The heart of the MPV (Maximum People Value) model is built on the premise that value is not just about financial dollars and profit – rather, value exists in multiple forms within your organisation.
Everything we do in a digital workplace will always have these three components as part of the design. In the past, these three Focal Points were often owned and managed in isolated ways, which gave rise to power struggles, siloed mentality, and less-than-optimal outcomes.
If you want to maximise people value, it’s imperative that these three Focal Points are in complete alignment and that this is accepted by all owners and contributors. A single Focal Point cannot operate optimally unless the others two are given equal consideration.
A critical aspect of this model is that the three Focal Points impact each other in a bidirectional manner. In the past, for example, the IT function may have provided a piece of software to Operations or Finance, with the understanding that the receiving department took functional ownership of the software, and IT would maintain the technology. This is an example of a one-way relationship. In a digital workforce, this is no longer an appropriate response, as we are in a continuous state of flux.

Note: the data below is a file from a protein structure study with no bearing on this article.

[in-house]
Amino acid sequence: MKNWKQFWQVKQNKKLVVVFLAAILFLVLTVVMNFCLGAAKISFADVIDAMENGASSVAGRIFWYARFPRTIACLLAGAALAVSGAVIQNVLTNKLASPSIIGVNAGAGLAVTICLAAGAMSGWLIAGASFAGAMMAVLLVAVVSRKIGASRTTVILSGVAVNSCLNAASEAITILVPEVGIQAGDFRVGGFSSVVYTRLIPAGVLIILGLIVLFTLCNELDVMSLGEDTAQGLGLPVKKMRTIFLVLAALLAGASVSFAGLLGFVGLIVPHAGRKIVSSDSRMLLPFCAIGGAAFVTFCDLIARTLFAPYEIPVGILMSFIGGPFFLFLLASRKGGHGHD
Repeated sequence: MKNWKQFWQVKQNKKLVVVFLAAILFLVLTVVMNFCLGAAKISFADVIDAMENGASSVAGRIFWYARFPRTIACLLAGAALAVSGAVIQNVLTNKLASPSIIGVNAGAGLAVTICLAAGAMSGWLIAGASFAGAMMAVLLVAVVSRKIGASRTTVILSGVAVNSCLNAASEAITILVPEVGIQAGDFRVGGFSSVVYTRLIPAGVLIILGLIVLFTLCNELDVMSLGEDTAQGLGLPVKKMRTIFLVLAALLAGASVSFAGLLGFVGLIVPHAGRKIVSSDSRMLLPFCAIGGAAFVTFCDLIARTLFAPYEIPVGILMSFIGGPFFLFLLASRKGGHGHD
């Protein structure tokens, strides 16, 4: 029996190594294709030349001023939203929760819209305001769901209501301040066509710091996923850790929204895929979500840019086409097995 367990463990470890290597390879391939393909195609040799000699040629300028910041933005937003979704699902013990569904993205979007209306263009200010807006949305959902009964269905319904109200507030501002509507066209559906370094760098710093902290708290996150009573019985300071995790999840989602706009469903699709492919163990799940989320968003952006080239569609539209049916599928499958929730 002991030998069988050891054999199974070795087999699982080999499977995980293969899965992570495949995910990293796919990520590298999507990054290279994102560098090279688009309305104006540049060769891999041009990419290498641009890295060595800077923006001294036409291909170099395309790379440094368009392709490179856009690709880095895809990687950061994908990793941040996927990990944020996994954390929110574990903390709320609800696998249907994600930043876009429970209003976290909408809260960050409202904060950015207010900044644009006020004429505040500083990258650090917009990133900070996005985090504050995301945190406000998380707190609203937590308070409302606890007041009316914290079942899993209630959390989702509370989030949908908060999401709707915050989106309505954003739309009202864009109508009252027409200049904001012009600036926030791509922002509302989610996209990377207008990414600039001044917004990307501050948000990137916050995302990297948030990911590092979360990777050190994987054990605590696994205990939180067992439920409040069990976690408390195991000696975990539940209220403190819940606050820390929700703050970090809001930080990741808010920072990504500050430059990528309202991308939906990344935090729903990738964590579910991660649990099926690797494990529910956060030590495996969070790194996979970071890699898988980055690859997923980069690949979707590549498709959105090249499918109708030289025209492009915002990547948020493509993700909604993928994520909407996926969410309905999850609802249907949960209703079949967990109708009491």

The Maximum People Value (MPV) framework highlights seven Enterprise Influencers, shown on the out edge of the model.
These Enterprise Influencers provide an important reality check, giving you a snapshot of how you are currently operating. By exploring these Enterprise Influencers, you will have a greater appreciation of your ability to maximise people value in any project or business activity undertaken.
Enterprise Influencers moderate the maximum People value you are able to attain. For example, if communication is an excellent attribute of your organisation, then you are likely to find immediate value by introducing Microsoft Teams as your collaboration platform.
The higher the seven Enterprise Influencers rate individually and collectively, the greater the opportunity is to maximise your people value. The converse is also true – the lower the importance, the less likely your people (and other) values will achieve their planned objectives.